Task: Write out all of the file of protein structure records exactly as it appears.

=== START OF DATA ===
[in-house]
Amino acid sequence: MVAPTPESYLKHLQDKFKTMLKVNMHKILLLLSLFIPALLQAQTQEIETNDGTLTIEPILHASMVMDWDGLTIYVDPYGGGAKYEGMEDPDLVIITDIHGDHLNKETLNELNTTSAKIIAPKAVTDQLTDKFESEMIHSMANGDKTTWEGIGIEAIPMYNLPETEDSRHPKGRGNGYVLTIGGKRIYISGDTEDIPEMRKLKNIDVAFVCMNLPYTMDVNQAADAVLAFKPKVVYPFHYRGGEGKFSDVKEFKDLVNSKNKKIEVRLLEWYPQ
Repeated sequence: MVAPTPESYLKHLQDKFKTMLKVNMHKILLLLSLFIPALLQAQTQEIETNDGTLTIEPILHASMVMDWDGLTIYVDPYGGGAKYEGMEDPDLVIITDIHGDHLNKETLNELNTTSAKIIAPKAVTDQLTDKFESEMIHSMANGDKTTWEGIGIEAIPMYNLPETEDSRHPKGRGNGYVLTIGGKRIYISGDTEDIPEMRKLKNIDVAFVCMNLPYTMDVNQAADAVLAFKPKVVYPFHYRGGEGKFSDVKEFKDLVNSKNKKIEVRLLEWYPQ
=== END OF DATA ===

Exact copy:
[in-house]
Amino acid sequence: MVAPTPESYLKHLQDKFKTMLKVNMHKILLLLSLFIPALLQAQTQEIETNDGTLTIEPILHASMVMDWDGLTIYVDPYGGGAKYEGMEDPDLVIITDIHGDHLNKETLNELNTTSAKIIAPKAVTDQLTDKFESEMIHSMANGDKTTWEGIGIEAIPMYNLPETEDSRHPKGRGNGYVLTIGGKRIYISGDTEDIPEMRKLKNIDVAFVCMNLPYTMDVNQAADAVLAFKPKVVYPFHYRGGEGKFSDVKEFKDLVNSKNKKIEVRLLEWYPQ
Repeated sequence: MVAPTPESYLKHLQDKFKTMLKVNMHKILLLLSLFIPALLQAQTQEIETNDGTLTIEPILHASMVMDWDGLTIYVDPYGGGAKYEGMEDPDLVIITDIHGDHLNKETLNELNTTSAKIIAPKAVTDQLTDKFESEMIHSMANGDKTTWEGIGIEAIPMYNLPETEDSRHPKGRGNGYVLTIGGKRIYISGDTEDIPEMRKLKNIDVAFVCMNLPYTMDVNQAADAVLAFKPKVVYPFHYRGGEGKFSDVKEFKDLVNSKNKKIEVRLLEWYPQ